Monday 12th September 2022 to Sunday 26th February 2023
Venue: Chawton House
“I confess, I am malicious enough to desire, that the world should see to how much better purpose the LADIES travel than their LORDS… a lady has the skill to strike out a new path, and to embellish a worn-out subject with a variety of fresh and elegant entertainment.”
Mary Astell’s preface to the Letters of the Right Honourable Lady M_y W_y M_e: Written, during her Travels in Europe, Asia, and Africa (1763), written in 1724.
Bringing together Chawton House’s collection of works by women writers, with loans from archives and museums across the country, Trailblazers offers a unique opportunity to explore the fascinating stories of the women who travelled the world in the 18th and 19th centuries.
Through books, documents and artworks- including original drawings and manuscripts displayed for the first time- Trailblazers showcases the extent of women’s travel writing in this early period, when the rights of women were still heavily contested. Starting with the practical considerations for travelling as a woman with early examples of passports, visas, and the required luggage, this exhibition highlights the lives and writings of five trailblazing women: Lady Mary Wortley Montagu, Mary Wollstonecraft, Helen Maria Williams, Lady Hester Stanhope, and Maria Graham, the first professional female travel writer. Together they journeyed across countries as varied as Turkey, Syria, Sweden, Brazil, Chile and Revolutionary France. Their writings communicated new knowledge- on disease prevention, geology, radical politics and archaeology. They can tell us much about the way women struggled- and triumphed- in establishing themselves as respected travel writers.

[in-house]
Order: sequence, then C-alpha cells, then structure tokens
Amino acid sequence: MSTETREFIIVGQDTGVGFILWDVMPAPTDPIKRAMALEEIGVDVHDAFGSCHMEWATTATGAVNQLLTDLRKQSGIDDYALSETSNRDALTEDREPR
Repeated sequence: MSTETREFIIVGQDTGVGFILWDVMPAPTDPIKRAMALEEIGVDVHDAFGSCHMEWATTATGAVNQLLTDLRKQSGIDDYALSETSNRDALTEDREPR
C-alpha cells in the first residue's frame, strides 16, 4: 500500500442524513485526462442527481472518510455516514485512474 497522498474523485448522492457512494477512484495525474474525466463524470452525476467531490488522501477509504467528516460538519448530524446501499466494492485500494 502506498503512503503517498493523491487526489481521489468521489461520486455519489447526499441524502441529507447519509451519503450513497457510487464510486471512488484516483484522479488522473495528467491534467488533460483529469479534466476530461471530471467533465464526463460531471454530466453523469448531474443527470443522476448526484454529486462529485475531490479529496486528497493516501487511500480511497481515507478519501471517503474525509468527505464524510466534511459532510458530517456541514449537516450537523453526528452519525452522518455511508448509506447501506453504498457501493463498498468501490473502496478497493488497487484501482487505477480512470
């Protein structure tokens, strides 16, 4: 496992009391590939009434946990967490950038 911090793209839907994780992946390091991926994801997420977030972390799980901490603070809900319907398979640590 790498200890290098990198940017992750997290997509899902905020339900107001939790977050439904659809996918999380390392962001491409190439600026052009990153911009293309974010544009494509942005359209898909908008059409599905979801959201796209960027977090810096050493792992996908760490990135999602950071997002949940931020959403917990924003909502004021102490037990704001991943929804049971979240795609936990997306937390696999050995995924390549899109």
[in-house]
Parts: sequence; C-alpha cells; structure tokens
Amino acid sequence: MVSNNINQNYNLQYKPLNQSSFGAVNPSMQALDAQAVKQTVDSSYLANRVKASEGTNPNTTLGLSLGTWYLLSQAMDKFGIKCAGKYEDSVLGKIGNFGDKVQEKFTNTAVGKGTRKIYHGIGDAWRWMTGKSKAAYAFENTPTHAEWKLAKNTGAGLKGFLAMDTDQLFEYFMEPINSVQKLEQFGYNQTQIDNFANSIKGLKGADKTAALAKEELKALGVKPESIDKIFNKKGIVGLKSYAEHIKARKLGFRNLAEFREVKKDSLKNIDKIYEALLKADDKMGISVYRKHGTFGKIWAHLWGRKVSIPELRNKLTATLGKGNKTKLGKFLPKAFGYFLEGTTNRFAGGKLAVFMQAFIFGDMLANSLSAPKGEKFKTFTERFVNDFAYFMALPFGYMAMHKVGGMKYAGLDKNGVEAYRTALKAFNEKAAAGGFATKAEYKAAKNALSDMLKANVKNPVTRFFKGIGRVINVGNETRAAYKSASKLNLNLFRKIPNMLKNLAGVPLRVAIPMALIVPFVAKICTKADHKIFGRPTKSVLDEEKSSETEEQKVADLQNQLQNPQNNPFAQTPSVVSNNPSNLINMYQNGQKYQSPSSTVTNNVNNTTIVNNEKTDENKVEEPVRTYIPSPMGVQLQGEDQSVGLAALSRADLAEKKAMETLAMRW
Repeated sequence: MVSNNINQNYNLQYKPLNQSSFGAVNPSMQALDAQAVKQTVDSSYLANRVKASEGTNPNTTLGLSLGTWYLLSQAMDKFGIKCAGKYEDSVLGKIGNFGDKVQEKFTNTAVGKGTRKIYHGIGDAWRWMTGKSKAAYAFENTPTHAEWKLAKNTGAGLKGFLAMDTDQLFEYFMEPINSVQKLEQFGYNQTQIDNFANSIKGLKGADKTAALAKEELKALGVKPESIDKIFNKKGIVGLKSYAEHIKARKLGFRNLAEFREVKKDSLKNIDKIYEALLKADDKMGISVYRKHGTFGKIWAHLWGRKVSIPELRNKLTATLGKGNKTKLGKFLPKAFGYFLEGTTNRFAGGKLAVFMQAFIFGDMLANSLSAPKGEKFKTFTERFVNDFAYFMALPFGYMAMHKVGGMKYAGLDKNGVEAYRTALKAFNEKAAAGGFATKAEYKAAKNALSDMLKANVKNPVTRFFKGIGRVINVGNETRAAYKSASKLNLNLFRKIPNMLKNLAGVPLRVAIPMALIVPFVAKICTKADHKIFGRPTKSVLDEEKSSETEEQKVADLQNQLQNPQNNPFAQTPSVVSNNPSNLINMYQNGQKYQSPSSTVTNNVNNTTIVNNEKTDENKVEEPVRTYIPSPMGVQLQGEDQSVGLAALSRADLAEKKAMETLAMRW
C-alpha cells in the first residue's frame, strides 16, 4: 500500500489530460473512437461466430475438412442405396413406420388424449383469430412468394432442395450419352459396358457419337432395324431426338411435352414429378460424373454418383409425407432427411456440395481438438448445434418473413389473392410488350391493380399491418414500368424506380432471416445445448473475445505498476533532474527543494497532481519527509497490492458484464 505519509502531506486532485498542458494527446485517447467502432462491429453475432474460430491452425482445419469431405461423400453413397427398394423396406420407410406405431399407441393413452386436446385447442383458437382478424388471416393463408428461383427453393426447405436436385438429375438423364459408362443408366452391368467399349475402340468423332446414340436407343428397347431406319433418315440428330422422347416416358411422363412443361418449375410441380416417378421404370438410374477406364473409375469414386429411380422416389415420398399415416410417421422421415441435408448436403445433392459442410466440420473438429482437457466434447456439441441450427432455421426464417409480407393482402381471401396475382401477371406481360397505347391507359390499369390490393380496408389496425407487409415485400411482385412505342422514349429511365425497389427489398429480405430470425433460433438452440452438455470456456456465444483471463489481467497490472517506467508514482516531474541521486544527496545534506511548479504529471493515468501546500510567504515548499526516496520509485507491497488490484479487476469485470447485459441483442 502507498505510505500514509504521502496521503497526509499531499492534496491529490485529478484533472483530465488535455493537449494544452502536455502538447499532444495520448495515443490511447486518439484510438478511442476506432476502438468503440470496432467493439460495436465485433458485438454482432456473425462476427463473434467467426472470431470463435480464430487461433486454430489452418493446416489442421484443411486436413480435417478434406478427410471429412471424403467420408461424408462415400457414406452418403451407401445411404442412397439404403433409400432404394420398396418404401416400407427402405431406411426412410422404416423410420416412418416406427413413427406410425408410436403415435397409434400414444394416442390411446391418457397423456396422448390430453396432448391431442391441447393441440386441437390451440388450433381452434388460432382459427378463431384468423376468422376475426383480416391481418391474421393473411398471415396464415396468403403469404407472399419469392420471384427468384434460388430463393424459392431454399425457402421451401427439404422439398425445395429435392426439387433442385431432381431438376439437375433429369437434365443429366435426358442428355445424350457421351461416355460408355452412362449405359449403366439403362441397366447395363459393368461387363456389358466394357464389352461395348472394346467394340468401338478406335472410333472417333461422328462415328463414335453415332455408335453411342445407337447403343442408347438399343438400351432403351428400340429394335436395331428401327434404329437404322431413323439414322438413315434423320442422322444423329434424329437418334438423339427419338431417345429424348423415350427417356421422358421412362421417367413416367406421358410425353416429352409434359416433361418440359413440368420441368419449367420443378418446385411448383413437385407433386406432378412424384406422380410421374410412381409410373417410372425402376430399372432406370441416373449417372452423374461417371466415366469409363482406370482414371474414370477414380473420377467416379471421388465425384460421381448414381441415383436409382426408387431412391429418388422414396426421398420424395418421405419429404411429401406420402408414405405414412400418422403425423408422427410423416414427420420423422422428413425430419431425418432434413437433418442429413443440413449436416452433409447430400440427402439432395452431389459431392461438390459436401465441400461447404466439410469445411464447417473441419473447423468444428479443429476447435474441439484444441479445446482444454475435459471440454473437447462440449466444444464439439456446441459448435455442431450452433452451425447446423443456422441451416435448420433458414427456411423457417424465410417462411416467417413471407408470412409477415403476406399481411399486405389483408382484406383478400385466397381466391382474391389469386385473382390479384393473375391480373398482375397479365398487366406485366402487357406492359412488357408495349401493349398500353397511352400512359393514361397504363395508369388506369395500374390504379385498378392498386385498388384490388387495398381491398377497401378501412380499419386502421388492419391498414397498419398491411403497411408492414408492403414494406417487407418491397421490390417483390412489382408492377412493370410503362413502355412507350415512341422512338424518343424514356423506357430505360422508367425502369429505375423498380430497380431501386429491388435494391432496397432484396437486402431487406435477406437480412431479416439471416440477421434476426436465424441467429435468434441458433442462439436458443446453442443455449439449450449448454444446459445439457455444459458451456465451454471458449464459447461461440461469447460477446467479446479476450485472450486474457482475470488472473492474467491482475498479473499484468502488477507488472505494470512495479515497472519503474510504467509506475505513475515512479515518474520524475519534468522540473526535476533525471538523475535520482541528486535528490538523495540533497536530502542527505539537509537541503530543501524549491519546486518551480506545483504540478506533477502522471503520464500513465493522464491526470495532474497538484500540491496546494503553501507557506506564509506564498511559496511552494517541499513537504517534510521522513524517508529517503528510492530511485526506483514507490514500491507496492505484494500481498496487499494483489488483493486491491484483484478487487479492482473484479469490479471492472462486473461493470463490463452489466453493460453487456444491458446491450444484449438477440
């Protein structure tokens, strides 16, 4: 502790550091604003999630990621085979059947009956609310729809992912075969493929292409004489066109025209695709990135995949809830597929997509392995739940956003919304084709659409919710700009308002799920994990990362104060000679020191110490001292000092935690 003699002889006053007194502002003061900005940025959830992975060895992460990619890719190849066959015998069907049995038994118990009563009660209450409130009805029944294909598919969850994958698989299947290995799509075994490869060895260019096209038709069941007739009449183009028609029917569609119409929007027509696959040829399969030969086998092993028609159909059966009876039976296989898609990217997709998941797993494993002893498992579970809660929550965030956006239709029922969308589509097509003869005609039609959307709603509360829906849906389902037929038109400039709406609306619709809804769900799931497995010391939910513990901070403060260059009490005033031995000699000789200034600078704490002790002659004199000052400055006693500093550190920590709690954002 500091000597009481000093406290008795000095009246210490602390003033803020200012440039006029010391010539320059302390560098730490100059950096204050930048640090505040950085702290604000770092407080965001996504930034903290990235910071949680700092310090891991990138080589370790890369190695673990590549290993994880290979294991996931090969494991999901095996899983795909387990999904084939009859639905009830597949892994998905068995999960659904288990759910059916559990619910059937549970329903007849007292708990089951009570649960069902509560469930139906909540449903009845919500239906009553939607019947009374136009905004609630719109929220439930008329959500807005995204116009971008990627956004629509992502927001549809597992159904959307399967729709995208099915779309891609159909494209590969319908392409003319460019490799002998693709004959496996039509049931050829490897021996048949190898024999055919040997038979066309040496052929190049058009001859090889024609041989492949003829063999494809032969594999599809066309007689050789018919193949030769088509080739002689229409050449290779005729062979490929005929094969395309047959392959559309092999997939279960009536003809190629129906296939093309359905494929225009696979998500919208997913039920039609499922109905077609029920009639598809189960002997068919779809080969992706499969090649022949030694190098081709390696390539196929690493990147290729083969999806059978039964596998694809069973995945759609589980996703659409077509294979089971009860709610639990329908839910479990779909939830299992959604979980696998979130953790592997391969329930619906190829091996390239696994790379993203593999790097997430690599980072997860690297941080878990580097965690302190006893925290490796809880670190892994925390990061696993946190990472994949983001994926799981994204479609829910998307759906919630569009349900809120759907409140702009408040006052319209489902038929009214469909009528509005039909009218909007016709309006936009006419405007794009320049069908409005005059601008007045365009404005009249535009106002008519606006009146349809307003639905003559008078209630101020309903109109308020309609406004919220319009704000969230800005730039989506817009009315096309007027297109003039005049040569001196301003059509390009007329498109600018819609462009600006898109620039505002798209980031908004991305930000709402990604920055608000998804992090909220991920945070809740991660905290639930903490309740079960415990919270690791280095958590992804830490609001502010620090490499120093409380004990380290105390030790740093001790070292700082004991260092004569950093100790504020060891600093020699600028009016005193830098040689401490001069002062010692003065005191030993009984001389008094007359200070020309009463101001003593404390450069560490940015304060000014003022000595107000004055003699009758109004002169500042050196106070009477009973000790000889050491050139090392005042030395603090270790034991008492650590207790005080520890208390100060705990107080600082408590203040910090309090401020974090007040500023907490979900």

Trailblazers: Women travel writers and the exchange of knowledge brings together highlights from Chawton House’s collection, with loans from the National Archives, the Geological Society of London, Wolverhampton Art Gallery, Camden Local Studies and Archive Centre, the Kent History and Library Centre, and Sheffield City Archives.
Included in the general admission.
The War Reporter: Helen Maria Williams and the French Revolution – 2nd February, 19:00 – 20:30.
Dr Gillian Dow and Guardian Jerusalem Correspondent Bethan Mckernan discuss the story of Helen Maria Williams (1759 – 1827), the proto-war reporter who made it her life’s work to report on the unfolding events of the French Revolution.
Trowelblazer or iconoclast? Lady Hester Stanhope and women in archaeology – 16th February, 19:00 – 20:15.
Trailblazers curator Emma Yandle and archaeologist Dr. Sophie Hay reflect on the pioneering but controversial approach of Lady Hester Stanhope to archaeology in the Middle East, and Hay’s own work to highlight the roles played by women in excavations at Pompeii.